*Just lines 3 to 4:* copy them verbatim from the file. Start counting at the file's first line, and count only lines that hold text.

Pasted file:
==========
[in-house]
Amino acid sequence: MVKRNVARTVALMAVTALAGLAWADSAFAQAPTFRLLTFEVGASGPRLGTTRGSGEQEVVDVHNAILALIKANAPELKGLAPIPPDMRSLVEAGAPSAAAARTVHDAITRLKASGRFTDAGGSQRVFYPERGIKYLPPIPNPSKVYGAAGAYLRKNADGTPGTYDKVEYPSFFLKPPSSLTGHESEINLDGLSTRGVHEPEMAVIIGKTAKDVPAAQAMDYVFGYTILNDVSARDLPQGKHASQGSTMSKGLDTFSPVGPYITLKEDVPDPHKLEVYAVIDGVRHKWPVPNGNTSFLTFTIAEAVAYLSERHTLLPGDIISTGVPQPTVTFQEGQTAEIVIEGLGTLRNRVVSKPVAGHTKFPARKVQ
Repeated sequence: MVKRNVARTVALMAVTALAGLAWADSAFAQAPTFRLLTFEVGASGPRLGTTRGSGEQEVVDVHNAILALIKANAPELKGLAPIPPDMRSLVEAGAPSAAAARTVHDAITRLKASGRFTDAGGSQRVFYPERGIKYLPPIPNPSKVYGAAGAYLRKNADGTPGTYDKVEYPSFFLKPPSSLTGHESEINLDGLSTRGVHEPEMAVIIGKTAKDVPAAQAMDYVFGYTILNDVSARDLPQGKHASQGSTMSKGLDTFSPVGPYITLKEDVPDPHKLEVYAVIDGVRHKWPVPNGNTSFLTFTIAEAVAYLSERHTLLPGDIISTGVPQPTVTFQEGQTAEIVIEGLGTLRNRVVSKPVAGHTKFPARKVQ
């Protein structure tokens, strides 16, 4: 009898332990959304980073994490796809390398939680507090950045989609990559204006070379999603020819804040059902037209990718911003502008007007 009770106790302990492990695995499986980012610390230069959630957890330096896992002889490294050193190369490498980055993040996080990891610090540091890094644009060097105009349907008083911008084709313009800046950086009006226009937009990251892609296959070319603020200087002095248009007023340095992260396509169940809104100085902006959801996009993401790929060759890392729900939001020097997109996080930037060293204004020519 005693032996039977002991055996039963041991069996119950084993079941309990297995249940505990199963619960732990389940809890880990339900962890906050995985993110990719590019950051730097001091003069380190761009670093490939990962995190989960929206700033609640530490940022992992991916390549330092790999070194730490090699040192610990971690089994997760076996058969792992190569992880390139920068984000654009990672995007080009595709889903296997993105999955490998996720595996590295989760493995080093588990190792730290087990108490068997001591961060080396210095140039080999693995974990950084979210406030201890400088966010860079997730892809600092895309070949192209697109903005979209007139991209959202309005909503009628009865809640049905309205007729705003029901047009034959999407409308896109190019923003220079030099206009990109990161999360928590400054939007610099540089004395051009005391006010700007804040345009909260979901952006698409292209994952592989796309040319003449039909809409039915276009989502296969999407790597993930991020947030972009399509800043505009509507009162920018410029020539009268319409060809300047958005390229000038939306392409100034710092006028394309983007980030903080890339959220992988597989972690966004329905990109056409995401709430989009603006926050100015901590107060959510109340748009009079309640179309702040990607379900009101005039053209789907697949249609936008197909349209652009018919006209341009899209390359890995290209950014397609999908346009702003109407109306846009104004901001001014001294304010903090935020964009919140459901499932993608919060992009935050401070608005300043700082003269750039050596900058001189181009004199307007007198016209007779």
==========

Repeated sequence: MVKRNVARTVALMAVTALAGLAWADSAFAQAPTFRLLTFEVGASGPRLGTTRGSGEQEVVDVHNAILALIKANAPELKGLAPIPPDMRSLVEAGAPSAAAARTVHDAITRLKASGRFTDAGGSQRVFYPERGIKYLPPIPNPSKVYGAAGAYLRKNADGTPGTYDKVEYPSFFLKPPSSLTGHESEINLDGLSTRGVHEPEMAVIIGKTAKDVPAAQAMDYVFGYTILNDVSARDLPQGKHASQGSTMSKGLDTFSPVGPYITLKEDVPDPHKLEVYAVIDGVRHKWPVPNGNTSFLTFTIAEAVAYLSERHTLLPGDIISTGVPQPTVTFQEGQTAEIVIEGLGTLRNRVVSKPVAGHTKFPARKVQ
């Protein structure tokens, strides 16, 4: 009898332990959304980073994490796809390398939680507090950045989609990559204006070379999603020819804040059902037209990718911003502008007007 009770106790302990492990695995499986980012610390230069959630957890330096896992002889490294050193190369490498980055993040996080990891610090540091890094644009060097105009349907008083911008084709313009800046950086009006226009937009990251892609296959070319603020200087002095248009007023340095992260396509169940809104100085902006959801996009993401790929060759890392729900939001020097997109996080930037060293204004020519 005693032996039977002991055996039963041991069996119950084993079941309990297995249940505990199963619960732990389940809890880990339900962890906050995985993110990719590019950051730097001091003069380190761009670093490939990962995190989960929206700033609640530490940022992992991916390549330092790999070194730490090699040192610990971690089994997760076996058969792992190569992880390139920068984000654009990672995007080009595709889903296997993105999955490998996720595996590295989760493995080093588990190792730290087990108490068997001591961060080396210095140039080999693995974990950084979210406030201890400088966010860079997730892809600092895309070949192209697109903005979209007139991209959202309005909503009628009865809640049905309205007729705003029901047009034959999407409308896109190019923003220079030099206009990109990161999360928590400054939007610099540089004395051009005391006010700007804040345009909260979901952006698409292209994952592989796309040319003449039909809409039915276009989502296969999407790597993930991020947030972009399509800043505009509507009162920018410029020539009268319409060809300047958005390229000038939306392409100034710092006028394309983007980030903080890339959220992988597989972690966004329905990109056409995401709430989009603006926050100015901590107060959510109340748009009079309640179309702040990607379900009101005039053209789907697949249609936008197909349209652009018919006209341009899209390359890995290209950014397609999908346009702003109407109306846009104004901001001014001294304010903090935020964009919140459901499932993608919060992009935050401070608005300043700082003269750039050596900058001189181009004199307007007198016209007779």